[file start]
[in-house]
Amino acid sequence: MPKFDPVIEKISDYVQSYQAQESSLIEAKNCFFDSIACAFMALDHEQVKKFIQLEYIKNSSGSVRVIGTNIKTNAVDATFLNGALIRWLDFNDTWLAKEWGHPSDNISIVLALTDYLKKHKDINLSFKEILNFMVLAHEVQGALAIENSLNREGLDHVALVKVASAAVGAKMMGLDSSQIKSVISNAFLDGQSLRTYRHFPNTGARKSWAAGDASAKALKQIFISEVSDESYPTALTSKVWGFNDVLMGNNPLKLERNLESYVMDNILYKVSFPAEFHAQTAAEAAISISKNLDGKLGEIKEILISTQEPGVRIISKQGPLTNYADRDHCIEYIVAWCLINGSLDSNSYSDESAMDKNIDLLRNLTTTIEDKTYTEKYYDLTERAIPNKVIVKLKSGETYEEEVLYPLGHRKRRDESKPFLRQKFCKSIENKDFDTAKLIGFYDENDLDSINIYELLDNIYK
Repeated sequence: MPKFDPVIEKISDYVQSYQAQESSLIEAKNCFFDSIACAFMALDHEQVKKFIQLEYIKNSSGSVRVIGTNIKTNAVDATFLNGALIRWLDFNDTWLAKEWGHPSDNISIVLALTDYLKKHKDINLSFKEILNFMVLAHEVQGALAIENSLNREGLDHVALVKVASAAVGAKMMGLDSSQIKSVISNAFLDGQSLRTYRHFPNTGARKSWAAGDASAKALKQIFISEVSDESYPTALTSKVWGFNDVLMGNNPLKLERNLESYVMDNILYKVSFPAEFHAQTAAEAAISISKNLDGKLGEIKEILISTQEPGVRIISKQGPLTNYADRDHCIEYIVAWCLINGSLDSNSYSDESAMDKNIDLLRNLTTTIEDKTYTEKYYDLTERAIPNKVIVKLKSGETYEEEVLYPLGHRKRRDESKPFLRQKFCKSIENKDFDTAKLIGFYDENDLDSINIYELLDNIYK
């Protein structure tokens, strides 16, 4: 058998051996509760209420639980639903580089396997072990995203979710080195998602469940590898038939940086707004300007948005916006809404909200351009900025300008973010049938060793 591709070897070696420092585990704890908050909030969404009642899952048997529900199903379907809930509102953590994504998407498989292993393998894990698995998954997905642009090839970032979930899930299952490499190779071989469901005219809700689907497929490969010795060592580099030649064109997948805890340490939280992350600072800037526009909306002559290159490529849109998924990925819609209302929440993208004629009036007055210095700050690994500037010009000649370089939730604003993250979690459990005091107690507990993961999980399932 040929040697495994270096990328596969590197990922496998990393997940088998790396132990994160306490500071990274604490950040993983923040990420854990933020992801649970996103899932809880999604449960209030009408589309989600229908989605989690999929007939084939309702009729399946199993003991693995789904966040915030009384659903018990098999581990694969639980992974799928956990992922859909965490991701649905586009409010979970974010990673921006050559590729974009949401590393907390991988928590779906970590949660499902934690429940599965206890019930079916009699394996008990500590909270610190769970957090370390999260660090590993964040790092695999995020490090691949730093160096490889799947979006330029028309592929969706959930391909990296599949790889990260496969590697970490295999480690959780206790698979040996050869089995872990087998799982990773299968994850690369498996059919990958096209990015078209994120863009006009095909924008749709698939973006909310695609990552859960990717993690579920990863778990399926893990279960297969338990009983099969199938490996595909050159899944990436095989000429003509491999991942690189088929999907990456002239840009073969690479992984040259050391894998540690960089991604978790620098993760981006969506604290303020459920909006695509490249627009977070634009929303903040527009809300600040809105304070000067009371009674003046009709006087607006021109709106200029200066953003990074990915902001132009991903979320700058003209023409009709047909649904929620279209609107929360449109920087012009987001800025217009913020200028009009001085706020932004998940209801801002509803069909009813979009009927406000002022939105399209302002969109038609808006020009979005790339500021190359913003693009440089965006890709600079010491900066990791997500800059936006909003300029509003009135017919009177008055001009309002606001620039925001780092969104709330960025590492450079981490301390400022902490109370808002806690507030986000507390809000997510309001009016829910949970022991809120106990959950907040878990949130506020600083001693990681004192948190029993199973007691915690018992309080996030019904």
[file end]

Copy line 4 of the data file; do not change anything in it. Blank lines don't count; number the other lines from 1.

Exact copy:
């Protein structure tokens, strides 16, 4: 058998051996509760209420639980639903580089396997072990995203979710080195998602469940590898038939940086707004300007948005916006809404909200351009900025300008973010049938060793 591709070897070696420092585990704890908050909030969404009642899952048997529900199903379907809930509102953590994504998407498989292993393998894990698995998954997905642009090839970032979930899930299952490499190779071989469901005219809700689907497929490969010795060592580099030649064109997948805890340490939280992350600072800037526009909306002559290159490529849109998924990925819609209302929440993208004629009036007055210095700050690994500037010009000649370089939730604003993250979690459990005091107690507990993961999980399932 040929040697495994270096990328596969590197990922496998990393997940088998790396132990994160306490500071990274604490950040993983923040990420854990933020992801649970996103899932809880999604449960209030009408589309989600229908989605989690999929007939084939309702009729399946199993003991693995789904966040915030009384659903018990098999581990694969639980992974799928956990992922859909965490991701649905586009409010979970974010990673921006050559590729974009949401590393907390991988928590779906970590949660499902934690429940599965206890019930079916009699394996008990500590909270610190769970957090370390999260660090590993964040790092695999995020490090691949730093160096490889799947979006330029028309592929969706959930391909990296599949790889990260496969590697970490295999480690959780206790698979040996050869089995872990087998799982990773299968994850690369498996059919990958096209990015078209994120863009006009095909924008749709698939973006909310695609990552859960990717993690579920990863778990399926893990279960297969338990009983099969199938490996595909050159899944990436095989000429003509491999991942690189088929999907990456002239840009073969690479992984040259050391894998540690960089991604978790620098993760981006969506604290303020459920909006695509490249627009977070634009929303903040527009809300600040809105304070000067009371009674003046009709006087607006021109709106200029200066953003990074990915902001132009991903979320700058003209023409009709047909649904929620279209609107929360449109920087012009987001800025217009913020200028009009001085706020932004998940209801801002509803069909009813979009009927406000002022939105399209302002969109038609808006020009979005790339500021190359913003693009440089965006890709600079010491900066990791997500800059936006909003300029509003009135017919009177008055001009309002606001620039925001780092969104709330960025590492450079981490301390400022902490109370808002806690507030986000507390809000997510309001009016829910949970022991809120106990959950907040878990949130506020600083001693990681004192948190029993199973007691915690018992309080996030019904």